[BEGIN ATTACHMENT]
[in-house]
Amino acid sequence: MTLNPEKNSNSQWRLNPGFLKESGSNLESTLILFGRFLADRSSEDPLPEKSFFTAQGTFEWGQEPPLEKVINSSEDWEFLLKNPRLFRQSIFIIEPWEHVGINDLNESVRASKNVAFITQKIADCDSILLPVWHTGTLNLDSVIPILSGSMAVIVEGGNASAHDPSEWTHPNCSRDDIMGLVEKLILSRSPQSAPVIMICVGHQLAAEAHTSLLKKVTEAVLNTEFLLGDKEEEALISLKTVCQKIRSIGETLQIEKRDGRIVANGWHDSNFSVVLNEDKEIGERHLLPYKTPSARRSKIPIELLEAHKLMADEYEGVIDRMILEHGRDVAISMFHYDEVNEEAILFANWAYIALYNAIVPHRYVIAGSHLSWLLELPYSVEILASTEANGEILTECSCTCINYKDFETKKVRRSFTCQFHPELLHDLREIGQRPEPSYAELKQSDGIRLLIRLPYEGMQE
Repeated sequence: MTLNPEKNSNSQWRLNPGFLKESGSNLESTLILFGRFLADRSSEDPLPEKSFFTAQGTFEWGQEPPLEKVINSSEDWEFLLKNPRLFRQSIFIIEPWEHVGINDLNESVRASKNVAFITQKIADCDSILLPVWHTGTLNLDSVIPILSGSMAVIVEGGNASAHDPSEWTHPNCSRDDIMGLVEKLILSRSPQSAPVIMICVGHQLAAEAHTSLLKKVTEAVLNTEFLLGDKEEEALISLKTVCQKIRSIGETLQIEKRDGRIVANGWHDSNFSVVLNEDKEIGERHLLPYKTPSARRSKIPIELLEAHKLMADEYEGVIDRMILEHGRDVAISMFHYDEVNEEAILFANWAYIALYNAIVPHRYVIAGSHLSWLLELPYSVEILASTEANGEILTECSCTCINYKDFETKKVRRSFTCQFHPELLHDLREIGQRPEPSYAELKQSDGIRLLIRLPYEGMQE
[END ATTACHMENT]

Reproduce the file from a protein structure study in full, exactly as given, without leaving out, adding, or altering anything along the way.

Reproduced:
[in-house]
Amino acid sequence: MTLNPEKNSNSQWRLNPGFLKESGSNLESTLILFGRFLADRSSEDPLPEKSFFTAQGTFEWGQEPPLEKVINSSEDWEFLLKNPRLFRQSIFIIEPWEHVGINDLNESVRASKNVAFITQKIADCDSILLPVWHTGTLNLDSVIPILSGSMAVIVEGGNASAHDPSEWTHPNCSRDDIMGLVEKLILSRSPQSAPVIMICVGHQLAAEAHTSLLKKVTEAVLNTEFLLGDKEEEALISLKTVCQKIRSIGETLQIEKRDGRIVANGWHDSNFSVVLNEDKEIGERHLLPYKTPSARRSKIPIELLEAHKLMADEYEGVIDRMILEHGRDVAISMFHYDEVNEEAILFANWAYIALYNAIVPHRYVIAGSHLSWLLELPYSVEILASTEANGEILTECSCTCINYKDFETKKVRRSFTCQFHPELLHDLREIGQRPEPSYAELKQSDGIRLLIRLPYEGMQE
Repeated sequence: MTLNPEKNSNSQWRLNPGFLKESGSNLESTLILFGRFLADRSSEDPLPEKSFFTAQGTFEWGQEPPLEKVINSSEDWEFLLKNPRLFRQSIFIIEPWEHVGINDLNESVRASKNVAFITQKIADCDSILLPVWHTGTLNLDSVIPILSGSMAVIVEGGNASAHDPSEWTHPNCSRDDIMGLVEKLILSRSPQSAPVIMICVGHQLAAEAHTSLLKKVTEAVLNTEFLLGDKEEEALISLKTVCQKIRSIGETLQIEKRDGRIVANGWHDSNFSVVLNEDKEIGERHLLPYKTPSARRSKIPIELLEAHKLMADEYEGVIDRMILEHGRDVAISMFHYDEVNEEAILFANWAYIALYNAIVPHRYVIAGSHLSWLLELPYSVEILASTEANGEILTECSCTCINYKDFETKKVRRSFTCQFHPELLHDLREIGQRPEPSYAELKQSDGIRLLIRLPYEGMQE